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Coordinator: Stefano Avesani Eurac Research
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Manager: Riccarda Moser Eurac Research
infiniteproject@eurac.edu

A tool to optimise Building Integrated Photovoltaics (BIPV)

Building Integrated Photovoltaics (BIPV) can contribute to accelerate the global energy transition, producing electricity from renewable energy sources directly in the buildings. BIPV modules can substitute roof, façade, shading components, etc., thus considering it with the early stages of the buildings’ design can be relevant. Eurac Research developed a tool to support architects and other designers in this task. The “BIPV optimization tool” (available in a simplified version on the EnergyMatching Platform) suggests the optimal configuration of a PV system to be integrated in a building or group of buildings, meaning optimal PV capacity, modules’ position and electric storage system size. It considers the specificities of the cases, including the hourly profile of building electricity consumption. The tool can evaluate the energy fluxes between PV, storage, building uses and grid in each hour of the year. This allows to have a set of KPIs addressing the BIPV expected performance, for instance self-consumption, self-sufficiency, net present value, levelised cost of electricity, CO2 emission. The BIPV optimisation tool supports Eurac experts also to explore the BIPV potential with regard to different research topics today under discussion. This article explores the features of the tool and an application example.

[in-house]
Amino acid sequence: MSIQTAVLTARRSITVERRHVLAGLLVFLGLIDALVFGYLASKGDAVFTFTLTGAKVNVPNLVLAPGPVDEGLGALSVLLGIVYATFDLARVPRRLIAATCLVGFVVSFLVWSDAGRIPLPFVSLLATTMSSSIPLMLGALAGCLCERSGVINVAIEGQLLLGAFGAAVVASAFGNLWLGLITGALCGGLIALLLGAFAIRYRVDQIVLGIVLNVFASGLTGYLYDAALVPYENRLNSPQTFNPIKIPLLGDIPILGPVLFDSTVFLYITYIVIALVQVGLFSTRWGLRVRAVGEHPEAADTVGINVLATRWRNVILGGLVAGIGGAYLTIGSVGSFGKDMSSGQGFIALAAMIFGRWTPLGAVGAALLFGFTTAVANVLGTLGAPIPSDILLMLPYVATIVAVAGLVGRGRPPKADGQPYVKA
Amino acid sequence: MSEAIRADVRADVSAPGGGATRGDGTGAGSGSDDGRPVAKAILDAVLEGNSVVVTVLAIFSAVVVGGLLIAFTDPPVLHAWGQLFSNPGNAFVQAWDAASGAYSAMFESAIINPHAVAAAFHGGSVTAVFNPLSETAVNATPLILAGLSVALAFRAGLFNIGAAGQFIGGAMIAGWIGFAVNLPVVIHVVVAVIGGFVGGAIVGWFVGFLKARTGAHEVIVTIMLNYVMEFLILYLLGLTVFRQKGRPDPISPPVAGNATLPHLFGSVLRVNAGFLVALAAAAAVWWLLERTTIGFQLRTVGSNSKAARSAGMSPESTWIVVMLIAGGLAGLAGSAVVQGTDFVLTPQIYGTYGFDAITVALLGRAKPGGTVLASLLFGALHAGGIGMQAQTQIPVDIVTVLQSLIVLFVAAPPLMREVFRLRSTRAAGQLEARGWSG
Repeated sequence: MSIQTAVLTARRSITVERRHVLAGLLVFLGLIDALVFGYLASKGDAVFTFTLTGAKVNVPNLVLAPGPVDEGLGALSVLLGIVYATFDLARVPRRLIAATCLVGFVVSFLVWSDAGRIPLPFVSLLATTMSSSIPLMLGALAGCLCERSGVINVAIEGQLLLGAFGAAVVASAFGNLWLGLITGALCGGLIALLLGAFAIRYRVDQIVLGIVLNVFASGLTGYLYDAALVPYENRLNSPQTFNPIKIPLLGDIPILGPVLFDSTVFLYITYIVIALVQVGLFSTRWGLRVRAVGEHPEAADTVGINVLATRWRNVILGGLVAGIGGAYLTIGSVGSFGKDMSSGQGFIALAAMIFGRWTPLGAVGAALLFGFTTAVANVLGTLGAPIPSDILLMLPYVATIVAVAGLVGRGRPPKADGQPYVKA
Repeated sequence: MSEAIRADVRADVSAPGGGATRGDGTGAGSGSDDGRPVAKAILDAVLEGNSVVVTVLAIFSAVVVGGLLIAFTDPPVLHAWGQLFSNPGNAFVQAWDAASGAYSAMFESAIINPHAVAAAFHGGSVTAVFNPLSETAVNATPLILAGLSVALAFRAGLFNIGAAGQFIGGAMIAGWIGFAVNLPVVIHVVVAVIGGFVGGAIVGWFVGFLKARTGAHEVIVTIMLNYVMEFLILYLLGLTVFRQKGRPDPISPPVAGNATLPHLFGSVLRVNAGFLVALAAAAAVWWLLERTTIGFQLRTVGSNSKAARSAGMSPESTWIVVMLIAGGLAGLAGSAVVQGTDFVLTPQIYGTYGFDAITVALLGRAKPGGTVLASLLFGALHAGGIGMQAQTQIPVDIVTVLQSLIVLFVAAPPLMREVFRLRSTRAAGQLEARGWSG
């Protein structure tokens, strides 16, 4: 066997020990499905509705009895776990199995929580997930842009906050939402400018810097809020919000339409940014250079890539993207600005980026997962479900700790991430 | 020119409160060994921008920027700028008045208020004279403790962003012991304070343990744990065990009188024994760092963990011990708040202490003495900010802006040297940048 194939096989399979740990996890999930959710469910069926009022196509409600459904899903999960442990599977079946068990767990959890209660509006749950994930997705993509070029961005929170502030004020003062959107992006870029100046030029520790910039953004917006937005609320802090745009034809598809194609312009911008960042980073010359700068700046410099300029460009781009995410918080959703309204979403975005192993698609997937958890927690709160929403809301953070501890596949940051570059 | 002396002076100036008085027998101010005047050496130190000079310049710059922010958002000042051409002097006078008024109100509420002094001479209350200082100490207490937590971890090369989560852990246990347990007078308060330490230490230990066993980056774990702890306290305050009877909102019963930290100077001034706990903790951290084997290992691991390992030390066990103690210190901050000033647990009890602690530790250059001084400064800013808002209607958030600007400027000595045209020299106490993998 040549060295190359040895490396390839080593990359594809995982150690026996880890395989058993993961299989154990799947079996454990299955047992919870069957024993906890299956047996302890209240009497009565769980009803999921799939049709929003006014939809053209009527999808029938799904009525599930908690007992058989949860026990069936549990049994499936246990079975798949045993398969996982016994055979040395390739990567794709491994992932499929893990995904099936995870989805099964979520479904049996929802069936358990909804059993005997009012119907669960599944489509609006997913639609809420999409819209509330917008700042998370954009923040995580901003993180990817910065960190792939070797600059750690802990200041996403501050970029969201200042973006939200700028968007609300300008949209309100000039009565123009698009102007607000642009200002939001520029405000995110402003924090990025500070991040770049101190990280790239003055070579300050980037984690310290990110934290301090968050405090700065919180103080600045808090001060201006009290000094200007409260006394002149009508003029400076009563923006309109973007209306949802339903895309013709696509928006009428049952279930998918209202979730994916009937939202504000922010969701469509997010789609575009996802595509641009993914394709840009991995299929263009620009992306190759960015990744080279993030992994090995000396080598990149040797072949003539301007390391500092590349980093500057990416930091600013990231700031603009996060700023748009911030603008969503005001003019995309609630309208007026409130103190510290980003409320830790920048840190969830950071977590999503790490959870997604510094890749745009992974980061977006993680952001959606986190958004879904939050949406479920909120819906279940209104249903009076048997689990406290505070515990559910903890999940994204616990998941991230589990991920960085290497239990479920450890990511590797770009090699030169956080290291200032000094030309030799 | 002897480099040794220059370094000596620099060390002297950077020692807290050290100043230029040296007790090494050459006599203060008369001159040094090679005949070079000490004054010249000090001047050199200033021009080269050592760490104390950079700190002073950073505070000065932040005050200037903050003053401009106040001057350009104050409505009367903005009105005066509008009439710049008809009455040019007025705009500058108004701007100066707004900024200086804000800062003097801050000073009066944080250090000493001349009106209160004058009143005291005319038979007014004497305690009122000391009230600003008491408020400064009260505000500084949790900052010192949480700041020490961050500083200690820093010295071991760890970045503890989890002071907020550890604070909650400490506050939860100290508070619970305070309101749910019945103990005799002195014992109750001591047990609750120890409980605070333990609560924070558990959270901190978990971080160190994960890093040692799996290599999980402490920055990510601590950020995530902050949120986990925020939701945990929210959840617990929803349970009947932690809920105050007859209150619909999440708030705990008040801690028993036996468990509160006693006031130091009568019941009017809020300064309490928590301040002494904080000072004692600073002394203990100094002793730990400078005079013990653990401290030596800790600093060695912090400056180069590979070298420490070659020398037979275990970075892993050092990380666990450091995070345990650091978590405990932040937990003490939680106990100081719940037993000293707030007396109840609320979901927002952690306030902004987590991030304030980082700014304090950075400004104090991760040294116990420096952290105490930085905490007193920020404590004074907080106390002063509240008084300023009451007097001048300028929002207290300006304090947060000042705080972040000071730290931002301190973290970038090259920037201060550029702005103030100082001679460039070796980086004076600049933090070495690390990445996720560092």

BIPV towards the energy transition

To achieve the objectives set out in the 2030 Climate Target Plan, it is fundamental to accelerate the energy transition through a massive increase of Renewable Energy Sources (RES), energy efficiency and the electrification of many end-use sectors. With the Renewable Energy Directive (EU Directive 2018/2001) on the promotion of the use of energy from renewable sources [1] and the following revision [2], the European Union updated the target for the reduction of Greenhouse Gas (GHG) emissions compared to the levels of 1990, up to 55% compared to the 40% of the previous plan, and the objective to cover at least 40% of the energy demand by RES by 2030. Integrating photovoltaic (PV) technology in the built environment to generate electricity can be one of the main mechanisms towards the global energy transition, and thus the building sector decarbonisation. In 2016 it was estimated that Building Integrated Photovoltaics (BIPV) could technically cover 32% of the building electricity demand at the EU level [3].  A recent study [4] reveals how this 32% is expected to grow by 2030, when buildings in the EU will become more energy-efficient and the efficiency of PV systems will have improved considerably.

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